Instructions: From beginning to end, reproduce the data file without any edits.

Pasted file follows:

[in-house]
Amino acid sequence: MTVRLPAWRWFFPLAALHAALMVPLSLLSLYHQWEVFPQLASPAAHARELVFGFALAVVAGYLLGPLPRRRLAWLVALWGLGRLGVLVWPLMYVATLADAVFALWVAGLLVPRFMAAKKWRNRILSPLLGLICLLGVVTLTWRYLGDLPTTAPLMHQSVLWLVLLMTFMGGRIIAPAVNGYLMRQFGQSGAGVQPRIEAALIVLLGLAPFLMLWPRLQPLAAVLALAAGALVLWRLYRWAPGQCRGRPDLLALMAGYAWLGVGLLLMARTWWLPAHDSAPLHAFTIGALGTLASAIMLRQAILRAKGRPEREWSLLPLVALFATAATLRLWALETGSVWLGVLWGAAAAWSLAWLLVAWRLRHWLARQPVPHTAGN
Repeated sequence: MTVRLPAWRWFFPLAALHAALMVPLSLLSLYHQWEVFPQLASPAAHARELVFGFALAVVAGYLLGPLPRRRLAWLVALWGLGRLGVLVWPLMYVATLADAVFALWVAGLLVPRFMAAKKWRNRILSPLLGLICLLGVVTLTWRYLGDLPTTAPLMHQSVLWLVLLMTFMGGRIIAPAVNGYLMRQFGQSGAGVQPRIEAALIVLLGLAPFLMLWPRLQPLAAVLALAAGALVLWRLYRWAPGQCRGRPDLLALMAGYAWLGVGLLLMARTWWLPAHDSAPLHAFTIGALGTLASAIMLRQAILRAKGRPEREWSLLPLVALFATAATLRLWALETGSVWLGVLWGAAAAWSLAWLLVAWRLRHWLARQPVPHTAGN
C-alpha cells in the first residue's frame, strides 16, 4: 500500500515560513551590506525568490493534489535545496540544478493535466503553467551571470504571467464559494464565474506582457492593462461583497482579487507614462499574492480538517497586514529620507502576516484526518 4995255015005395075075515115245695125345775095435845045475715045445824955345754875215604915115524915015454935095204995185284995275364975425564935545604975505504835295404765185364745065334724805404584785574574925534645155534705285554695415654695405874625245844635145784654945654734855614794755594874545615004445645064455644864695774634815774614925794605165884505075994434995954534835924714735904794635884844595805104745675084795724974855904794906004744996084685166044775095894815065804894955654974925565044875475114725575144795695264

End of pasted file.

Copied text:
[in-house]
Amino acid sequence: MTVRLPAWRWFFPLAALHAALMVPLSLLSLYHQWEVFPQLASPAAHARELVFGFALAVVAGYLLGPLPRRRLAWLVALWGLGRLGVLVWPLMYVATLADAVFALWVAGLLVPRFMAAKKWRNRILSPLLGLICLLGVVTLTWRYLGDLPTTAPLMHQSVLWLVLLMTFMGGRIIAPAVNGYLMRQFGQSGAGVQPRIEAALIVLLGLAPFLMLWPRLQPLAAVLALAAGALVLWRLYRWAPGQCRGRPDLLALMAGYAWLGVGLLLMARTWWLPAHDSAPLHAFTIGALGTLASAIMLRQAILRAKGRPEREWSLLPLVALFATAATLRLWALETGSVWLGVLWGAAAAWSLAWLLVAWRLRHWLARQPVPHTAGN
Repeated sequence: MTVRLPAWRWFFPLAALHAALMVPLSLLSLYHQWEVFPQLASPAAHARELVFGFALAVVAGYLLGPLPRRRLAWLVALWGLGRLGVLVWPLMYVATLADAVFALWVAGLLVPRFMAAKKWRNRILSPLLGLICLLGVVTLTWRYLGDLPTTAPLMHQSVLWLVLLMTFMGGRIIAPAVNGYLMRQFGQSGAGVQPRIEAALIVLLGLAPFLMLWPRLQPLAAVLALAAGALVLWRLYRWAPGQCRGRPDLLALMAGYAWLGVGLLLMARTWWLPAHDSAPLHAFTIGALGTLASAIMLRQAILRAKGRPEREWSLLPLVALFATAATLRLWALETGSVWLGVLWGAAAAWSLAWLLVAWRLRHWLARQPVPHTAGN
C-alpha cells in the first residue's frame, strides 16, 4: 500500500515560513551590506525568490493534489535545496540544478493535466503553467551571470504571467464559494464565474506582457492593462461583497482579487507614462499574492480538517497586514529620507502576516484526518 4995255015005395075075515115245695125345775095435845045475715045445824955345754875215604915115524915015454935095204995185284995275364975425564935545604975505504835295404765185364745065334724805404584785574574925534645155534705285554695415654695405874625245844635145784654945654734855614794755594874545615004445645064455644864695774634815774614925794605165884505075994434995954534835924714735904794635884844595805104745675084795724974855904794906004744996084685166044775095894815065804894955654974925565044875475114725575144795695264